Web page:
First we hauled stuff out to the curb — a sodden, smelly, moldy, gross mess. Then we hosed the tile floor down. Then I sprayed bleach solution all over using a pump sprayer, to retard the growth of mold. (Thanks to Mike Leonard for that suggestion.) I wish I could turn on the AC units or the whole-house fan to further ventilate and dry the place out, but of course there’s no electricity.
Tough work. Now my back hurts such that I can’t stand fully erect.
There’s no way I could have done this without Michael Homan’s help. I might not even have made this trip without the impetus he provided. Thanks, Michael.
Michael’s father-in-law is an adjuster with claims in New Orleans. Yesterday he was trying to get into the city, and I talked to him on the phone. He said he was blocked at the checkpoints coming from Jeff Parish. The policeman told him no one’s allowed in but emergency workers. When he mentioned that his son-in-law was in the city checking on his home, the policeman said, “Give me his address and I’ll arrest him and throw his ass in jail.”
We’ll probably head back to the Midwest tomorrow.
Almost forgot — Today is the twelfth anniversary of my marriage to Xy. Happy Silk, baby!
I am exhausted — mentally, emotionally, physically.
Michael and I got to our homes. We took pictures and tried to assess the damage and retrieved some belongings. We rescued Oot, Michael’s daughter’s sugar glider.
All before noon.
Then we drove around the city and checked things out. We took pictures of friends’ houses: MaPó, PJ, Todd Stanislav and Gerald Boodoo. We’ll post those pictures as soon as possible, but it may be a few days, as our internet connectivity is somewhat limited at present.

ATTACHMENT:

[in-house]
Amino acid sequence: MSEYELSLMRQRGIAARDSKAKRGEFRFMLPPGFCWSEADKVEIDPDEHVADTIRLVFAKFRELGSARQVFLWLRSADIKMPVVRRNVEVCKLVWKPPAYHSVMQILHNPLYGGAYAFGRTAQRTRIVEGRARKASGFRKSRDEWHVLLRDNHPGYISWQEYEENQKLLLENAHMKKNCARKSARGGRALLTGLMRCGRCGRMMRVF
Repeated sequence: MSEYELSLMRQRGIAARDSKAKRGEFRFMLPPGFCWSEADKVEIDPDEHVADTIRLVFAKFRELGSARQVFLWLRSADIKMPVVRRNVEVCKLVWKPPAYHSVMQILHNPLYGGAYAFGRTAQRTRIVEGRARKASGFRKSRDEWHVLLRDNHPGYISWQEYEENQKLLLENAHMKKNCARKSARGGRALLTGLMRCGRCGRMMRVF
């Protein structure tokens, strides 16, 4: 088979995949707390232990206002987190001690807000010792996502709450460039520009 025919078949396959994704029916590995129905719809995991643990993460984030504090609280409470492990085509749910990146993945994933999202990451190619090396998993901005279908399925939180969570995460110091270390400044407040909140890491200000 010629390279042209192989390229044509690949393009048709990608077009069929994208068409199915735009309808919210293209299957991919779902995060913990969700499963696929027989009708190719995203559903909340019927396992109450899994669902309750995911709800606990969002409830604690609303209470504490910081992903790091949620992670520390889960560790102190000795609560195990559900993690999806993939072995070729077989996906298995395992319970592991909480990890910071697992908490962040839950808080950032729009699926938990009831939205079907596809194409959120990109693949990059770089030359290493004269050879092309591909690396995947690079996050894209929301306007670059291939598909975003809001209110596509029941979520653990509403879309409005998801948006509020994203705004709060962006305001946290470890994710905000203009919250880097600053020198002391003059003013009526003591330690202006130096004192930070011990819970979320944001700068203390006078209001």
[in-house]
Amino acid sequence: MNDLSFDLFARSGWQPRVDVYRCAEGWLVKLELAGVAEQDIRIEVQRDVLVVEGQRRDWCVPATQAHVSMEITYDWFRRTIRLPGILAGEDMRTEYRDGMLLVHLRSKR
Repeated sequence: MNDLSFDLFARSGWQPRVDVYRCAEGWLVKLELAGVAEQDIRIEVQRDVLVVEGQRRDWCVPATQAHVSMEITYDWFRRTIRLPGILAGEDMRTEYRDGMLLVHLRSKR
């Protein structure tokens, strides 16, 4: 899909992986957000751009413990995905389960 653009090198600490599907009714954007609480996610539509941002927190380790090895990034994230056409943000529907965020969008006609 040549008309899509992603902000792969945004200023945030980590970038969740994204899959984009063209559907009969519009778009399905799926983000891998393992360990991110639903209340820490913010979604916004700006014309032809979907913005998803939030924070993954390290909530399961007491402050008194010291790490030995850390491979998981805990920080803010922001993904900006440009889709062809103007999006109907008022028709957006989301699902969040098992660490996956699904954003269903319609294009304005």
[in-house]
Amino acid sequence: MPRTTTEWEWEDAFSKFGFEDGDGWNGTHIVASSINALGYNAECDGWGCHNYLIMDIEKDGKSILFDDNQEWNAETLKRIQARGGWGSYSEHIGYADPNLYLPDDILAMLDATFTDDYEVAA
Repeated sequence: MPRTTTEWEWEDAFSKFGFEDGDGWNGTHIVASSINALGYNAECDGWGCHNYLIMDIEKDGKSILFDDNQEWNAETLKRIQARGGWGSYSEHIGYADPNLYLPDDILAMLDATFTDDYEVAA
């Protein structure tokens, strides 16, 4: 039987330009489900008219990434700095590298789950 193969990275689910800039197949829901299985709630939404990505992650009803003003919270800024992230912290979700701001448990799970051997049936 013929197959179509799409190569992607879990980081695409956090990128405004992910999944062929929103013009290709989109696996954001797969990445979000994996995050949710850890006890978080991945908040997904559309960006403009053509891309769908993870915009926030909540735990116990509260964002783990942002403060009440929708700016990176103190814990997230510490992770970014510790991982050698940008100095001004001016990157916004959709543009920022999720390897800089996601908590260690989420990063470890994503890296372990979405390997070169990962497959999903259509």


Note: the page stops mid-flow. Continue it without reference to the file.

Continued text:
After that we made our way to Molly’s in the Quarter and had a couple beers.
So: What about our house? I’m not sure what to say. I was braced for the worst. It was not the worst. The house is still standing. It appears to be intact structurally — but who knows. The upstairs is dry and relatively undamaged, though there’s a nice big whole in the roof where the attic fan used to be.
As for the lower floor… Almost a total loss. It appeared to have taken on five feet of water. Everything was slimy and moldy and gross. The only items salvageable might be a few things on high shelves.
We were lucky to be able to get to our homes at all. My insurance adjuster drove all the way from Mobile only to be refused entry at the checkpoint.
I didn’t do any cleanup to speak of. The task is so huge it boggles the mind. But the longer it’s delayed the worse it will be.
We will probably hang around one more day waiting for Michael’s adjuster, who is incommunicado, and head back to the Midwest on Tuesday.